Down Syndrome, also known as trisomy 21, is a genetic disorder caused by the presence of all or part of a third copy of chromosome 21. It is typically associated with physical growth delays, intellectual impairment, and communication delays. Children with Down Syndrome (DS) are usually good communicators. However, clear speech is more difficult and therefore, speech can be a challenge. Children with Down Syndrome also typically also present with motor and muscle tone issues impacting their development.
Treatment Therapies at Kara Dodds and Associates
A variety of therapies can be used in early intervention programs and throughout a child’s life with Down syndrome to promote the greatest possible development, independence, and productivity. Some of these therapies we offer at Kara Dodds and Associates are listed below:
Speech-language therapy can help children with Down Syndrome improve their communication skills, oral motor, and feeding skills and teach children to use their language more effectively. Typically, children with Down Syndrome often learn to speak later than their peers. In many cases, children with Down Syndrome understand language and want to communicate before they can expressively speak. To improve communication, our Speech therapists create goals targeting:
- Imitation of sounds and words
- Improved receptive language (e.g. understanding of vocabulary)
- Teaching alternative means of communication (e.g. pictures or sign language) until child learns to speak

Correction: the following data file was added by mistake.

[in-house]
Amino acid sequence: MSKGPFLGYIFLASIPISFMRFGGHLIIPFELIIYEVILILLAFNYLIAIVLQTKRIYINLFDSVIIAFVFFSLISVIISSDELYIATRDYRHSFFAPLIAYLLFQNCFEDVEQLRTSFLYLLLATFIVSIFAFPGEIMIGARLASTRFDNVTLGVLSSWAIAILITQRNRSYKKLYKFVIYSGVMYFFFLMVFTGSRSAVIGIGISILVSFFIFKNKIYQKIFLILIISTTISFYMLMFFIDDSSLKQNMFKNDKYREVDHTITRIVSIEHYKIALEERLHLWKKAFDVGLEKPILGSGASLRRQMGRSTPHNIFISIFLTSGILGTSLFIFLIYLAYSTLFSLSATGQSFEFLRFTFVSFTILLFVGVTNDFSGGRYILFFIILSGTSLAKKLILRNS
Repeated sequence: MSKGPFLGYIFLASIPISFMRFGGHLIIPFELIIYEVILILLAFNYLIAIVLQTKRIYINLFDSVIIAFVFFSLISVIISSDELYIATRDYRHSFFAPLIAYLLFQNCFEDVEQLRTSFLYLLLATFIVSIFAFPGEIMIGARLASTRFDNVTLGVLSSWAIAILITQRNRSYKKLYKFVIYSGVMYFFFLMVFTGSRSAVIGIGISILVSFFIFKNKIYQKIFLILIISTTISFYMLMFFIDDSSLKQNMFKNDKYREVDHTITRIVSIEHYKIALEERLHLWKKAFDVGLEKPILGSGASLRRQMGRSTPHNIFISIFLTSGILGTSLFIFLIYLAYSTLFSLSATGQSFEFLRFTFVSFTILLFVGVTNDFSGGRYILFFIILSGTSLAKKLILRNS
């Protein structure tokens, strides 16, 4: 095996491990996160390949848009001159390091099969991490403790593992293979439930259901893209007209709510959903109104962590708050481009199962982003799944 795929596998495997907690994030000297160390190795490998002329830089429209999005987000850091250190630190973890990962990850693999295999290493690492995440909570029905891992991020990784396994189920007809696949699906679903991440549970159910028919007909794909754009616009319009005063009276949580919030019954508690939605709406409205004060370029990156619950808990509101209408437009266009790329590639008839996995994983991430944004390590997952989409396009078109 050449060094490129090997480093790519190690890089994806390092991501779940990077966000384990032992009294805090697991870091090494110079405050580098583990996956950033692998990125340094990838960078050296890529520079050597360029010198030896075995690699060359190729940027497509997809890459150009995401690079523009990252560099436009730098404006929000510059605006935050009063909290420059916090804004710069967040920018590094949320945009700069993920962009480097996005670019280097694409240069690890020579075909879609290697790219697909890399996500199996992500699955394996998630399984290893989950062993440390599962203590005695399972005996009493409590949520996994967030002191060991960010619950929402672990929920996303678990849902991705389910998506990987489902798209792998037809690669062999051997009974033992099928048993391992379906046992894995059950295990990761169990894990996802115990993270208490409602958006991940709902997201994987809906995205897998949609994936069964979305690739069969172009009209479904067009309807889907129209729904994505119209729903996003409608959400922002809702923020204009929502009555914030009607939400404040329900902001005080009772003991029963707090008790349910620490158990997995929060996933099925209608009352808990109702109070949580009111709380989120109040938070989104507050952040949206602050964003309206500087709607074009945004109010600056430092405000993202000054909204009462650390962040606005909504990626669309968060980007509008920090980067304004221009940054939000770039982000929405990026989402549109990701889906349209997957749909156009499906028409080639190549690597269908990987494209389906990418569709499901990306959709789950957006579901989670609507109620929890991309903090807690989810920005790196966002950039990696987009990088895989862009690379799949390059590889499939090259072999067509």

- Improve oral motor movement and function in order to improve movement of lips, jaw, tongue (e.g. range of motion, reduce drooling)
- Improve oral motor needed for improved feeding
- Improve speech intelligibility skills and social language skills (e.g. social skills)
Physical therapy is important, especially early in a child’s life, because physical abilities lay the foundation for others. Our physical therapy can help improve and build motor skills, increase muscle strength, and improve posture and balance in order to improve:
- Ability to turn over, crawl, and reach for objects, helping children learn about the world around them and how to interact with it through their environment
- Help to build strategies to compensate for physical challenges, such as low muscle tone, in ways that avoid long-term problems (e.g. proper walking or sitting patterns to avoid pain later).
Occupational therapy is necessary also because of physical limitations can affect feeding, fine, gross motor and sensory regulation. Our occupational therapists are working with children as they are learning to move, and teach them to be more independent by adjusting everyday tasks in order to improve:
- Self-care skills (e.g. independent feeding, dressing, utensil use)
- Improve fine motor skills and improve educational access by improving use of writing (e.g. implementing pencil grasps) or modified scissors in order for child to complete art activities.
- Improve gross motor skills by addressing sensory integration issues so that a child can improve attention to tasks and self-regulate sensory needs better.